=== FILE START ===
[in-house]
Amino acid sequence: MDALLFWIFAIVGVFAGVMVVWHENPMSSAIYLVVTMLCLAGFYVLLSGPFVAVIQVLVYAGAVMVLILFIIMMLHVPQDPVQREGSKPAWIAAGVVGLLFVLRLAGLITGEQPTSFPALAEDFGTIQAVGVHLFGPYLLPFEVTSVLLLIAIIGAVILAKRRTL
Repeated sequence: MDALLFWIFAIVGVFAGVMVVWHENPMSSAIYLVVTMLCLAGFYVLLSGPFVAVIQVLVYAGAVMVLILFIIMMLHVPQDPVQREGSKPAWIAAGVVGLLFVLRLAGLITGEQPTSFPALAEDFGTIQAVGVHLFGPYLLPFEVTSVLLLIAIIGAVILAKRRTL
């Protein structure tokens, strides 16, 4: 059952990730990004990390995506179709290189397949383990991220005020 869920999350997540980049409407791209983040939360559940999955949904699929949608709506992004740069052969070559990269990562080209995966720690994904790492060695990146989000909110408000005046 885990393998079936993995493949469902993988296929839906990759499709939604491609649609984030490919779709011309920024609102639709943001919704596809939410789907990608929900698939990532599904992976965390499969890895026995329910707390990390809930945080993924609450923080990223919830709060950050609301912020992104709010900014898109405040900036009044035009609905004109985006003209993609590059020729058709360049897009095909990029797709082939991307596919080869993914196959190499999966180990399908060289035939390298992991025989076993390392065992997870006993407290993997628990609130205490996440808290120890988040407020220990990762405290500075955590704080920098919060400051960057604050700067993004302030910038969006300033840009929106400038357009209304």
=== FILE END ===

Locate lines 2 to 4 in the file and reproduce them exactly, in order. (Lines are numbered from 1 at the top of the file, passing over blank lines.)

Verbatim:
Amino acid sequence: MDALLFWIFAIVGVFAGVMVVWHENPMSSAIYLVVTMLCLAGFYVLLSGPFVAVIQVLVYAGAVMVLILFIIMMLHVPQDPVQREGSKPAWIAAGVVGLLFVLRLAGLITGEQPTSFPALAEDFGTIQAVGVHLFGPYLLPFEVTSVLLLIAIIGAVILAKRRTL
Repeated sequence: MDALLFWIFAIVGVFAGVMVVWHENPMSSAIYLVVTMLCLAGFYVLLSGPFVAVIQVLVYAGAVMVLILFIIMMLHVPQDPVQREGSKPAWIAAGVVGLLFVLRLAGLITGEQPTSFPALAEDFGTIQAVGVHLFGPYLLPFEVTSVLLLIAIIGAVILAKRRTL
């Protein structure tokens, strides 16, 4: 059952990730990004990390995506179709290189397949383990991220005020 869920999350997540980049409407791209983040939360559940999955949904699929949608709506992004740069052969070559990269990562080209995966720690994904790492060695990146989000909110408000005046 885990393998079936993995493949469902993988296929839906990759499709939604491609649609984030490919779709011309920024609102639709943001919704596809939410789907990608929900698939990532599904992976965390499969890895026995329910707390990390809930945080993924609450923080990223919830709060950050609301912020992104709010900014898109405040900036009044035009609905004109985006003209993609590059020729058709360049897009095909990029797709082939991307596919080869993914196959190499999966180990399908060289035939390298992991025989076993390392065992997870006993407290993997628990609130205490996440808290120890988040407020220990990762405290500075955590704080920098919060400051960057604050700067993004302030910038969006300033840009929106400038357009209304």